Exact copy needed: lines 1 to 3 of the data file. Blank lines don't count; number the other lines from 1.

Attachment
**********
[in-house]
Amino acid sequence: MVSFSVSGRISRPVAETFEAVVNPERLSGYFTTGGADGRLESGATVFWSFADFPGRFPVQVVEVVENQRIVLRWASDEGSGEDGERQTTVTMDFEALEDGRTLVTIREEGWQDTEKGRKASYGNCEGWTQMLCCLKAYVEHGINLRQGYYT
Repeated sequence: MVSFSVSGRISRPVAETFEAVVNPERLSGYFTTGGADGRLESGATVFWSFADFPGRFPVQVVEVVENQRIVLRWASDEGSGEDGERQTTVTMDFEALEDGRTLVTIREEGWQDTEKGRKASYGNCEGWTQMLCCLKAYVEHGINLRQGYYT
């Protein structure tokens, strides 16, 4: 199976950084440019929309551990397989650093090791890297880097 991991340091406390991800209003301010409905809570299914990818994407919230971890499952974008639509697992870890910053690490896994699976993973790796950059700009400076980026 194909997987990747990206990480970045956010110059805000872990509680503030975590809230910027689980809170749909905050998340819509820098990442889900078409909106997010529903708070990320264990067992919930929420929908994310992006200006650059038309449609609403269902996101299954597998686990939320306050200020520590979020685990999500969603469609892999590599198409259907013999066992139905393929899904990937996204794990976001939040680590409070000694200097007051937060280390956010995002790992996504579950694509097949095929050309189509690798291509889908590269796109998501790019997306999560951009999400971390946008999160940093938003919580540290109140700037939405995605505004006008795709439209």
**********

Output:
[in-house]
Amino acid sequence: MVSFSVSGRISRPVAETFEAVVNPERLSGYFTTGGADGRLESGATVFWSFADFPGRFPVQVVEVVENQRIVLRWASDEGSGEDGERQTTVTMDFEALEDGRTLVTIREEGWQDTEKGRKASYGNCEGWTQMLCCLKAYVEHGINLRQGYYT
Repeated sequence: MVSFSVSGRISRPVAETFEAVVNPERLSGYFTTGGADGRLESGATVFWSFADFPGRFPVQVVEVVENQRIVLRWASDEGSGEDGERQTTVTMDFEALEDGRTLVTIREEGWQDTEKGRKASYGNCEGWTQMLCCLKAYVEHGINLRQGYYT